Their spirits bolstered by victory at the skirmish known as the Battle of Blackburn’s Ford, Confederate forces, anticipating a clash with U.S. Brig. Gen. Irvin McDowell’s 35,000 troops, begin consolidating in preparation. Some troops arrive in the Manassas area by train, the first time in history for troops to be transported by train.
Meanwhile, in towns throughout the South, women are forming Aid Associations to help meet the needs of Confederate soldiers. One such association is today formed in Greenville, South Carolina: the Greenville Ladies Association in Aid of Volunteers of the Confederate Army is organized to assist Greenville’s soldiers and others passing through the city.
The Greenville Baptist Female College plays an important role in the city-wide, non-denominational organization. While the wife of a Methodist minister is elected as president of the association, the girls of the Female College remodel a campus building into a place of refuge and rest for traveling Confederate soldiers. During the war, each day one of the college girls waits at the train station for tired and hungry soldiers. The college women minister to the soldiers, providing them with a bed and food to help them regain their health before returning to the battlefield.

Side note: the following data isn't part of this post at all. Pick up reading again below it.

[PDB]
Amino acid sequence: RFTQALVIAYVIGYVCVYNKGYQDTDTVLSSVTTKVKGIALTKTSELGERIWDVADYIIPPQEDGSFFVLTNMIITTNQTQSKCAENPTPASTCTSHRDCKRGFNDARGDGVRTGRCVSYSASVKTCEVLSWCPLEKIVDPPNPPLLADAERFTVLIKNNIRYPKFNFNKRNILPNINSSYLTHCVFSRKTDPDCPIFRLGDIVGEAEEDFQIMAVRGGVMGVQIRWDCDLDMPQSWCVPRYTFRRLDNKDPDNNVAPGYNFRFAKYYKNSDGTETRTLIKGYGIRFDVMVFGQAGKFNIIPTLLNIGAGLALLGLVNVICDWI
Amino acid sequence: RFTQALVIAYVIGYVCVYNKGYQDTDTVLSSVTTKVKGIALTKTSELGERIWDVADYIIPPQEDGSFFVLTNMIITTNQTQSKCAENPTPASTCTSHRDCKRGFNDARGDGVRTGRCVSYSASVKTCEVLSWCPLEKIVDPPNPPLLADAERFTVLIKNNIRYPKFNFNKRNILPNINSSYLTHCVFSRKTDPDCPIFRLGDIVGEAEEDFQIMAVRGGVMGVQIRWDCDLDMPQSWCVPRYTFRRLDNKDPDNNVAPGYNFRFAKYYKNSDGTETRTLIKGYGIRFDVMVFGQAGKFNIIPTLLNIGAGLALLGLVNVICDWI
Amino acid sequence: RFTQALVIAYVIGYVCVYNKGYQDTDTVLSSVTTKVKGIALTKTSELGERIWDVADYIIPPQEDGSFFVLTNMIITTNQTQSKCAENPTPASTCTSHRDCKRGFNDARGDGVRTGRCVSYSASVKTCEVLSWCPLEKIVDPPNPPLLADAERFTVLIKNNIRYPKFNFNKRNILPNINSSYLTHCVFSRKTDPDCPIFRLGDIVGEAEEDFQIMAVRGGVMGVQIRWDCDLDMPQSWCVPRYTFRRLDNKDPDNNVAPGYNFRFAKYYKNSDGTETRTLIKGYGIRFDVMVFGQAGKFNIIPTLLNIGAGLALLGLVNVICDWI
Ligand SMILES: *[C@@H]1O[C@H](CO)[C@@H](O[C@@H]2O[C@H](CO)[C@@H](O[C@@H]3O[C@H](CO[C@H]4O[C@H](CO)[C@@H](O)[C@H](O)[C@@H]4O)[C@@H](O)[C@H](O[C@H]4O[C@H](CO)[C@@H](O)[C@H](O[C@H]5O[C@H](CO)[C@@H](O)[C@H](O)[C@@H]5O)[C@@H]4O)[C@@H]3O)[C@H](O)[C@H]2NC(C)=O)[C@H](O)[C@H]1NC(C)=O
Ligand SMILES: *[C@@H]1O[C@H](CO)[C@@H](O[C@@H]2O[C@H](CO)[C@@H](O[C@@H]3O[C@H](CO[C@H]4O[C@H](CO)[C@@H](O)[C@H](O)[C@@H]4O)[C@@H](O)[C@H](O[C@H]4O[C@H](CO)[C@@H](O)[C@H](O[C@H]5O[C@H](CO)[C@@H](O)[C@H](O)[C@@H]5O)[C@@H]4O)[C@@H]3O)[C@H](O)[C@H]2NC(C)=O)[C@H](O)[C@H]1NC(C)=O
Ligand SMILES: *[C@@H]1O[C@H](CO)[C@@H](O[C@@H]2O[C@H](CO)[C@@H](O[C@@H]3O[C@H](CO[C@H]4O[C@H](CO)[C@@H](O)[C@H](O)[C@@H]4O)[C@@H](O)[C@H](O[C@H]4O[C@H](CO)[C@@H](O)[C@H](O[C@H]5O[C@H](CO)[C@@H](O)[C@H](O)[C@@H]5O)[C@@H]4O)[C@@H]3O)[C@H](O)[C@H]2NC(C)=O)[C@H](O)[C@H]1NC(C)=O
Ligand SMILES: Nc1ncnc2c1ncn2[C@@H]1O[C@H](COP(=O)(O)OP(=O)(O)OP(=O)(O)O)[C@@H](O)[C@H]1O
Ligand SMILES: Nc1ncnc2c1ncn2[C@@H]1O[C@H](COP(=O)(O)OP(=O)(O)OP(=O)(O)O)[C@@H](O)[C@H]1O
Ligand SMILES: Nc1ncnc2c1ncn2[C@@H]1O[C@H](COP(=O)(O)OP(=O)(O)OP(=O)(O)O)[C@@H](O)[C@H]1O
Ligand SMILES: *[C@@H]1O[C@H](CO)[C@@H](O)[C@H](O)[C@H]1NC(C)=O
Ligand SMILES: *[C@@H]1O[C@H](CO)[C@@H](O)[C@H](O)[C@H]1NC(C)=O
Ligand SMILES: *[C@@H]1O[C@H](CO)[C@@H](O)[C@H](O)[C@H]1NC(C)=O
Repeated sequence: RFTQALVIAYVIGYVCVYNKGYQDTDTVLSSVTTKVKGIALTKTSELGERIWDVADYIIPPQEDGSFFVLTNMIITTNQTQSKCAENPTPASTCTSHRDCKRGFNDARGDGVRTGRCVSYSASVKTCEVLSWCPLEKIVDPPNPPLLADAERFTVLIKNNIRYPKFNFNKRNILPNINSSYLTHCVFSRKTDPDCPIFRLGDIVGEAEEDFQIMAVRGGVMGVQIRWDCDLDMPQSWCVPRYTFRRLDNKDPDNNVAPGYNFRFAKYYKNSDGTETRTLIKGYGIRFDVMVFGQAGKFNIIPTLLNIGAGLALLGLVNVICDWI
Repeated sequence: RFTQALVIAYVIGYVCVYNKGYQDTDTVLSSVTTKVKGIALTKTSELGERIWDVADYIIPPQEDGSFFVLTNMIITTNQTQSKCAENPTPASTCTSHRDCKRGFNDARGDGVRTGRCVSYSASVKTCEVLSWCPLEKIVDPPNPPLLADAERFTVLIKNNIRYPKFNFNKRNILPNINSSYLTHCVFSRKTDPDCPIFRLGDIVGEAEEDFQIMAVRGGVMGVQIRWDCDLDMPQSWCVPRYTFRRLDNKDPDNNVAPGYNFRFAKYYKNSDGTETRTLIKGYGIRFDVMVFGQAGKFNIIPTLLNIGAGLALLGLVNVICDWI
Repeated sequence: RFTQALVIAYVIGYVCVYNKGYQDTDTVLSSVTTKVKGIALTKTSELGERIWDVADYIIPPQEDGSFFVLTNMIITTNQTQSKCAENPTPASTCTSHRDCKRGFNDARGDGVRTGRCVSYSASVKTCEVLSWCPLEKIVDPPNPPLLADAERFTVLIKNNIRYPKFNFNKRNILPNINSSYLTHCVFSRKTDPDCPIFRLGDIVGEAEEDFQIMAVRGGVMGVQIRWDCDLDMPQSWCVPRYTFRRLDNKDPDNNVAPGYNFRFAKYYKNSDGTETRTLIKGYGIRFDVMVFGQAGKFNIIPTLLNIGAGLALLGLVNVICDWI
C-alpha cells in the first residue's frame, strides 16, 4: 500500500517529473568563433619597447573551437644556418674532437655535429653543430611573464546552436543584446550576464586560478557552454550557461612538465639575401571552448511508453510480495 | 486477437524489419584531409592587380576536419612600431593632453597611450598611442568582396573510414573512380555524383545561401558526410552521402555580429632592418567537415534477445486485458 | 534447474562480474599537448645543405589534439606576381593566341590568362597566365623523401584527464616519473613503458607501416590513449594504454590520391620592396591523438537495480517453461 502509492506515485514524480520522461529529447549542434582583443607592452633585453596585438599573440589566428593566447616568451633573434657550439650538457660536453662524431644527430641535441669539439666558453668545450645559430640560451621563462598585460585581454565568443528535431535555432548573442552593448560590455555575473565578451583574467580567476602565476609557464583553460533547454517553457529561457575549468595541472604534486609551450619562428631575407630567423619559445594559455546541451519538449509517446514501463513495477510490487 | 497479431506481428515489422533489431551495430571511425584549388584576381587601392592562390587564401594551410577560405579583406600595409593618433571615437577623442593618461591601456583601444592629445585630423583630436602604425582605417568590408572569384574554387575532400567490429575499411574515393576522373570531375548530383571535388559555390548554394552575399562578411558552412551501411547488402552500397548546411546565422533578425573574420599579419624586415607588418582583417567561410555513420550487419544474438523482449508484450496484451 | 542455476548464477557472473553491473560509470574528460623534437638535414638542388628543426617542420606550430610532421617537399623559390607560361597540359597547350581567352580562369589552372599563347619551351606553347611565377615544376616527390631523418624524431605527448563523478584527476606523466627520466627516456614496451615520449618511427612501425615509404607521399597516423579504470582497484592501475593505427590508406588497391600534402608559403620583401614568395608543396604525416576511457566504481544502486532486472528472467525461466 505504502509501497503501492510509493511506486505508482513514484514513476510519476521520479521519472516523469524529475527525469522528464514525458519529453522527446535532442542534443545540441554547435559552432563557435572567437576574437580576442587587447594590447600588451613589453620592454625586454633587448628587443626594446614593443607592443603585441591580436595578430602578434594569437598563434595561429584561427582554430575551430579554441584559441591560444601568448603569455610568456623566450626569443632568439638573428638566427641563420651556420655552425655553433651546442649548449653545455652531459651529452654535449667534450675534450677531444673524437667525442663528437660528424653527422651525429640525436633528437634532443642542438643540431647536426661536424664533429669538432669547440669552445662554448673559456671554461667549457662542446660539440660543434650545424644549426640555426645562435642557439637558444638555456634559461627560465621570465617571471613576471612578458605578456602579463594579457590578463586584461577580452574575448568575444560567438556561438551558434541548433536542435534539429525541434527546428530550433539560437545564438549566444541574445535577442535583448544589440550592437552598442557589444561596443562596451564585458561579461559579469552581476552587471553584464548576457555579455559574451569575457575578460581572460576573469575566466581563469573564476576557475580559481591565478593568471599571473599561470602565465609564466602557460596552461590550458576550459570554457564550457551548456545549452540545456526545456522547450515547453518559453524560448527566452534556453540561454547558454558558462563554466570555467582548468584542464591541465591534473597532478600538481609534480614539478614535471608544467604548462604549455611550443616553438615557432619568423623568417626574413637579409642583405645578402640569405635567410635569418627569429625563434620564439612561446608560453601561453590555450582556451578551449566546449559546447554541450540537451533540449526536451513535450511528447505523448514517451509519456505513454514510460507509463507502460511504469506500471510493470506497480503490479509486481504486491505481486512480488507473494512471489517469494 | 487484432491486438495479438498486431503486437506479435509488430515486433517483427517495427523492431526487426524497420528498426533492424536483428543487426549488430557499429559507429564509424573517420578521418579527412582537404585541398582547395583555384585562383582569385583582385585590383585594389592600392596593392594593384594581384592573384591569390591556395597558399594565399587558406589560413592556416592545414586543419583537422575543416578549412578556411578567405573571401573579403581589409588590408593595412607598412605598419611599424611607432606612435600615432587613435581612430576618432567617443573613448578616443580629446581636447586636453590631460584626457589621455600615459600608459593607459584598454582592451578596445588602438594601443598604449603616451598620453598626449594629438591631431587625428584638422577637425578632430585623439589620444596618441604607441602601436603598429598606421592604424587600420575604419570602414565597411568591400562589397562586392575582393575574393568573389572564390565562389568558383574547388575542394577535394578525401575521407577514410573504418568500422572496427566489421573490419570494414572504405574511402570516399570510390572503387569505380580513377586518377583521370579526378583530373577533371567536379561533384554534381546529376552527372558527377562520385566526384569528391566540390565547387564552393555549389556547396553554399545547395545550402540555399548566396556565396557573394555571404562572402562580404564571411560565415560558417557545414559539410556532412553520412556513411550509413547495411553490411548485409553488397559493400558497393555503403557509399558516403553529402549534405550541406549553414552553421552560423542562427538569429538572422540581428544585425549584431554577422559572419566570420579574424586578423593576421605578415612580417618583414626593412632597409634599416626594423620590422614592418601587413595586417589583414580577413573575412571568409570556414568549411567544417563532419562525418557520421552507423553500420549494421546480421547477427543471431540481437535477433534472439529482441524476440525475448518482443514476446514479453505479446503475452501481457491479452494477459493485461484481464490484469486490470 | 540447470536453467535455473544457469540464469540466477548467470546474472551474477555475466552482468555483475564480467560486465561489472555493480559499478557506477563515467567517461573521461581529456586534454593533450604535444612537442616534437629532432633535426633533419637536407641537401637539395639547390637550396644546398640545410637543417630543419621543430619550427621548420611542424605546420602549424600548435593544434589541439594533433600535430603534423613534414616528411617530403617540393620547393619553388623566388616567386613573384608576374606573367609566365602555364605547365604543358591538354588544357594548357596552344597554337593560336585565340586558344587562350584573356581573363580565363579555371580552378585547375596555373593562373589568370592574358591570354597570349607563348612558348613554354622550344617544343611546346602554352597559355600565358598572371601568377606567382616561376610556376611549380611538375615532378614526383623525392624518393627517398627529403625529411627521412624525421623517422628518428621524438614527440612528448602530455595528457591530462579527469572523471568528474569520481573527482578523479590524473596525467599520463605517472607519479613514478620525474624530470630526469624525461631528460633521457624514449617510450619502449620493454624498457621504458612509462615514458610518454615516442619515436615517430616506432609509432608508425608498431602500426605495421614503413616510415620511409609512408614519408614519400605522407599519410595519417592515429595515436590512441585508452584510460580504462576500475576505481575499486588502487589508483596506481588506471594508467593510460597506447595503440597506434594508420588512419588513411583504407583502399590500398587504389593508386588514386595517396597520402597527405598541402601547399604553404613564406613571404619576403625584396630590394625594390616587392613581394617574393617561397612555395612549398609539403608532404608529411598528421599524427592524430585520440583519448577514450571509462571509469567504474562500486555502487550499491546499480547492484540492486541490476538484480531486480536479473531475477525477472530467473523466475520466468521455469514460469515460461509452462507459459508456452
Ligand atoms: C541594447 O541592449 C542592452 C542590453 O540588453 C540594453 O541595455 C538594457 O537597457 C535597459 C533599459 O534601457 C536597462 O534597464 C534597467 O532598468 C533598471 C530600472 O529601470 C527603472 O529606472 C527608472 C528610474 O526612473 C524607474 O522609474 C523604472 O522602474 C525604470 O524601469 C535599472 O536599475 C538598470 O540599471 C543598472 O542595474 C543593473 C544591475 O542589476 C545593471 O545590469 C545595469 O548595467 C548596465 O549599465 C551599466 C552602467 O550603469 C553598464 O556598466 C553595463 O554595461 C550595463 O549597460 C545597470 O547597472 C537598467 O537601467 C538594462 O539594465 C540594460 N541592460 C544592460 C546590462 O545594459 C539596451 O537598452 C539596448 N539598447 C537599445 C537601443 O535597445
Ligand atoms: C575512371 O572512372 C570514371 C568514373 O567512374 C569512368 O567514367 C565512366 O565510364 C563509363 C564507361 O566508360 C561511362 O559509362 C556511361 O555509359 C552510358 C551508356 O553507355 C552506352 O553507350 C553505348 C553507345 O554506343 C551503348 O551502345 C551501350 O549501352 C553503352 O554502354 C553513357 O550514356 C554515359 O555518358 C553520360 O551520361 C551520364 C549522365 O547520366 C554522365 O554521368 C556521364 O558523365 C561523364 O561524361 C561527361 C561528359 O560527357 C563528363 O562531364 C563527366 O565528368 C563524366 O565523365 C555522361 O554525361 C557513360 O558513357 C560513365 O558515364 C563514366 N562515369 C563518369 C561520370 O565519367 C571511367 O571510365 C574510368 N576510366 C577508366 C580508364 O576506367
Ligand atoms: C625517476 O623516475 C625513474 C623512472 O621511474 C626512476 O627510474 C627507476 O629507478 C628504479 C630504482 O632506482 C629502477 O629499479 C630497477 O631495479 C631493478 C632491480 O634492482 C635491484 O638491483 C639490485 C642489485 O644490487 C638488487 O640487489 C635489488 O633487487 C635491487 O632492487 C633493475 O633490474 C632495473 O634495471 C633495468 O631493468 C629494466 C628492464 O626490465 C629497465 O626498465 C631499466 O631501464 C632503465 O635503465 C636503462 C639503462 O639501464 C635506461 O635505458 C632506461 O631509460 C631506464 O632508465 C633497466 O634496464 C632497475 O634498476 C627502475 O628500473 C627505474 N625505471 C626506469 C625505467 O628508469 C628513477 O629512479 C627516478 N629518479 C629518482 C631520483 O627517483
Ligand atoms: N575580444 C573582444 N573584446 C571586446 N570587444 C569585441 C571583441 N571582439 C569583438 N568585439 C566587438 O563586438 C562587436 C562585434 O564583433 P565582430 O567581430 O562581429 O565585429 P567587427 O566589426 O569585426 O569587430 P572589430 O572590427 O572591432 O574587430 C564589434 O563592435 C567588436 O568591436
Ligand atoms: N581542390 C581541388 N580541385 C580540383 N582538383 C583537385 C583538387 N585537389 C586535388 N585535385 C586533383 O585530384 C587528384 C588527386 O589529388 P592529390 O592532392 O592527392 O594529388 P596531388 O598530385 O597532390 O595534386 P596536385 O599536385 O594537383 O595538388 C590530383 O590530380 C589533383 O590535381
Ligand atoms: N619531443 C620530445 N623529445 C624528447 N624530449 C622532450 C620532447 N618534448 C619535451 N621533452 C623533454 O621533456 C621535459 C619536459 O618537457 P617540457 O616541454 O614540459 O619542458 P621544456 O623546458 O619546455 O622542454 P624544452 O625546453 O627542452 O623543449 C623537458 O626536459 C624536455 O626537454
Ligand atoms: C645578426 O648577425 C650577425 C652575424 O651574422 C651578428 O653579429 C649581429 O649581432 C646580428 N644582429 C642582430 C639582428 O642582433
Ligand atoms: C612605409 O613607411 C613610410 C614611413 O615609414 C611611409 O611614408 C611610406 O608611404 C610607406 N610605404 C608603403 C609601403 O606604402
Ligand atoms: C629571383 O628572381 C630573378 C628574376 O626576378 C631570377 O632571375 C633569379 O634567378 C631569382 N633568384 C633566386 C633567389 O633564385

While the Female College remains open during the war years, nearby Baptist’s Furman University is effectively closed this summer, and no students show up for classes in the fall. Furman does not reopen until the war is over.
South Carolina is where the war began, in the form of the state’s secession from the United States. Now, South Carolinian women take it upon themselves to support their men. Their ministrations will be much needed in the coming years.
Sources: Archie Vernon Huff, Greenville: The History of the City and County in the South Carolina Piedmont (Columbia, SC: Greenville Historical Society, 1995), pp. 137-138 (link); “Life at Greenville Baptist Female College,” Furman University Special Collection and Archives (link)